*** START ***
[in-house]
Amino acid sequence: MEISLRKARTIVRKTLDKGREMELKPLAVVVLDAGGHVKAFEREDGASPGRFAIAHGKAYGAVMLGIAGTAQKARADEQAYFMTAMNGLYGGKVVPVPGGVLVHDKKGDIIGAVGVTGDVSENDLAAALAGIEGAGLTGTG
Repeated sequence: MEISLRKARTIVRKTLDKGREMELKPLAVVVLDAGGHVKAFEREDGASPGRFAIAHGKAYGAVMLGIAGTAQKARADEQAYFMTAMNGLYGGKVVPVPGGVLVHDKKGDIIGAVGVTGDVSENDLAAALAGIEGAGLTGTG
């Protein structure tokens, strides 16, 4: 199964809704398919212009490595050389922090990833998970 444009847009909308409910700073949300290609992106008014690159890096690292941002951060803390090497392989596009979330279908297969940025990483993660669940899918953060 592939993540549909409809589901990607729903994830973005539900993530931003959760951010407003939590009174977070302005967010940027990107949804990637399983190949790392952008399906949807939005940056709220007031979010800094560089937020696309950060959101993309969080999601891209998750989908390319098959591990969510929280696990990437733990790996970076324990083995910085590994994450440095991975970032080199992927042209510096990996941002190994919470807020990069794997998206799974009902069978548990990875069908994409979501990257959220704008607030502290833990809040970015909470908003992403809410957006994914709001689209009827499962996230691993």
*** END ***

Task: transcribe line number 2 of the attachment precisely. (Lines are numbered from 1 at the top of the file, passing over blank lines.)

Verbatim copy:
Amino acid sequence: MEISLRKARTIVRKTLDKGREMELKPLAVVVLDAGGHVKAFEREDGASPGRFAIAHGKAYGAVMLGIAGTAQKARADEQAYFMTAMNGLYGGKVVPVPGGVLVHDKKGDIIGAVGVTGDVSENDLAAALAGIEGAGLTGTG